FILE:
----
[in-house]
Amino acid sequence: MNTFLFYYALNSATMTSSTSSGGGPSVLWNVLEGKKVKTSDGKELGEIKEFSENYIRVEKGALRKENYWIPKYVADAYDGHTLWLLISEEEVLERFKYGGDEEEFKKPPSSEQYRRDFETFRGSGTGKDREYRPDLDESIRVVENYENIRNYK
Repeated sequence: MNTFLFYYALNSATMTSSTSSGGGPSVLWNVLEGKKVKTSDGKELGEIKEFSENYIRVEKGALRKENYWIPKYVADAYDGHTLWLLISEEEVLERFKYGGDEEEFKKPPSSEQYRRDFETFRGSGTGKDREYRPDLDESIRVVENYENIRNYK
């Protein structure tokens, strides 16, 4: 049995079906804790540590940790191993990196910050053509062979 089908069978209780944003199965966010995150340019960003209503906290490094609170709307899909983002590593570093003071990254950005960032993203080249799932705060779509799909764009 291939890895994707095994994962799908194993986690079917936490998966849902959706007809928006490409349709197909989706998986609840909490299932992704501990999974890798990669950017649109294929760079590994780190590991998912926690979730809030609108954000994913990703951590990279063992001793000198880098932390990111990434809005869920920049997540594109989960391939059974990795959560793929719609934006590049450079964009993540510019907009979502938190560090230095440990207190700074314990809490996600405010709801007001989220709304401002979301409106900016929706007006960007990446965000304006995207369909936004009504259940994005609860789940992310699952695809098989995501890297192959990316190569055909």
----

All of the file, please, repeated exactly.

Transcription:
[in-house]
Amino acid sequence: MNTFLFYYALNSATMTSSTSSGGGPSVLWNVLEGKKVKTSDGKELGEIKEFSENYIRVEKGALRKENYWIPKYVADAYDGHTLWLLISEEEVLERFKYGGDEEEFKKPPSSEQYRRDFETFRGSGTGKDREYRPDLDESIRVVENYENIRNYK
Repeated sequence: MNTFLFYYALNSATMTSSTSSGGGPSVLWNVLEGKKVKTSDGKELGEIKEFSENYIRVEKGALRKENYWIPKYVADAYDGHTLWLLISEEEVLERFKYGGDEEEFKKPPSSEQYRRDFETFRGSGTGKDREYRPDLDESIRVVENYENIRNYK
């Protein structure tokens, strides 16, 4: 049995079906804790540590940790191993990196910050053509062979 089908069978209780944003199965966010995150340019960003209503906290490094609170709307899909983002590593570093003071990254950005960032993203080249799932705060779509799909764009 291939890895994707095994994962799908194993986690079917936490998966849902959706007809928006490409349709197909989706998986609840909490299932992704501990999974890798990669950017649109294929760079590994780190590991998912926690979730809030609108954000994913990703951590990279063992001793000198880098932390990111990434809005869920920049997540594109989960391939059974990795959560793929719609934006590049450079964009993540510019907009979502938190560090230095440990207190700074314990809490996600405010709801007001989220709304401002979301409106900016929706007006960007990446965000304006995207369909936004009504259940994005609860789940992310699952695809098989995501890297192959990316190569055909």